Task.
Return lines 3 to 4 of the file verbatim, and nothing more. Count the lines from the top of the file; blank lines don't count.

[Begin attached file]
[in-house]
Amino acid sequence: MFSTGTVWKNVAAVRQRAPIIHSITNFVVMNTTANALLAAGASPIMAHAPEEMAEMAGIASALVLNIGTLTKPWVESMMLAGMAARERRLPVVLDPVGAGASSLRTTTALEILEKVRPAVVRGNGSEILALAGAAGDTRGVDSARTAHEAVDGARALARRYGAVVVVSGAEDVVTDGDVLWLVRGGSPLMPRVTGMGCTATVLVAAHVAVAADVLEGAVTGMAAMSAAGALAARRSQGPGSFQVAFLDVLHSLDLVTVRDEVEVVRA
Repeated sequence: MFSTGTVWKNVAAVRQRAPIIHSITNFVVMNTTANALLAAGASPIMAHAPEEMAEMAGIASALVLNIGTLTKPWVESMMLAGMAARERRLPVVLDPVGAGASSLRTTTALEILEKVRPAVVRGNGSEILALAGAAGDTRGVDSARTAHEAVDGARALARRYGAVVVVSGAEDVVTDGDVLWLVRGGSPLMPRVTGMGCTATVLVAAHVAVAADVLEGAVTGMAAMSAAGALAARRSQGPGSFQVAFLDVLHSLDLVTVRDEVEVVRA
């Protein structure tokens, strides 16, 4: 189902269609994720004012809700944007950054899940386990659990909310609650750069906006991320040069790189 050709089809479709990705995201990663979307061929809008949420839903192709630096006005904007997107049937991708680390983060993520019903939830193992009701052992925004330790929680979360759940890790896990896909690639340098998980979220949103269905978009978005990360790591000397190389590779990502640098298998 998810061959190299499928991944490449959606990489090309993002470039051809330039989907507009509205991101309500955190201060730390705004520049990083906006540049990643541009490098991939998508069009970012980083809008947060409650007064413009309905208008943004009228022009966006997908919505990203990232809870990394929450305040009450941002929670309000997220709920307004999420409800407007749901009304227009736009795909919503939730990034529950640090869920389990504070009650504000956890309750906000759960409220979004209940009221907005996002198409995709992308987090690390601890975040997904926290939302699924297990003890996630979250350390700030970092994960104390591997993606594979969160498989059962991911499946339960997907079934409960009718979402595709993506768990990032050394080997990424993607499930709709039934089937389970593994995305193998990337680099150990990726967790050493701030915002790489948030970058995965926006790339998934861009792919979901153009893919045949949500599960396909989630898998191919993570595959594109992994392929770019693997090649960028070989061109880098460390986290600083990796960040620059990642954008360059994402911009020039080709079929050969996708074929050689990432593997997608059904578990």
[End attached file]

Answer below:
Repeated sequence: MFSTGTVWKNVAAVRQRAPIIHSITNFVVMNTTANALLAAGASPIMAHAPEEMAEMAGIASALVLNIGTLTKPWVESMMLAGMAARERRLPVVLDPVGAGASSLRTTTALEILEKVRPAVVRGNGSEILALAGAAGDTRGVDSARTAHEAVDGARALARRYGAVVVVSGAEDVVTDGDVLWLVRGGSPLMPRVTGMGCTATVLVAAHVAVAADVLEGAVTGMAAMSAAGALAARRSQGPGSFQVAFLDVLHSLDLVTVRDEVEVVRA
């Protein structure tokens, strides 16, 4: 189902269609994720004012809700944007950054899940386990659990909310609650750069906006991320040069790189 050709089809479709990705995201990663979307061929809008949420839903192709630096006005904007997107049937991708680390983060993520019903939830193992009701052992925004330790929680979360759940890790896990896909690639340098998980979220949103269905978009978005990360790591000397190389590779990502640098298998 998810061959190299499928991944490449959606990489090309993002470039051809330039989907507009509205991101309500955190201060730390705004520049990083906006540049990643541009490098991939998508069009970012980083809008947060409650007064413009309905208008943004009228022009966006997908919505990203990232809870990394929450305040009450941002929670309000997220709920307004999420409800407007749901009304227009736009795909919503939730990034529950640090869920389990504070009650504000956890309750906000759960409220979004209940009221907005996002198409995709992308987090690390601890975040997904926290939302699924297990003890996630979250350390700030970092994960104390591997993606594979969160498989059962991911499946339960997907079934409960009718979402595709993506768990990032050394080997990424993607499930709709039934089937389970593994995305193998990337680099150990990726967790050493701030915002790489948030970058995965926006790339998934861009792919979901153009893919045949949500599960396909989630898998191919993570595959594109992994392929770019693997090649960028070989061109880098460390986290600083990796960040620059990642954008360059994402911009020039080709079929050969996708074929050689990432593997997608059904578990």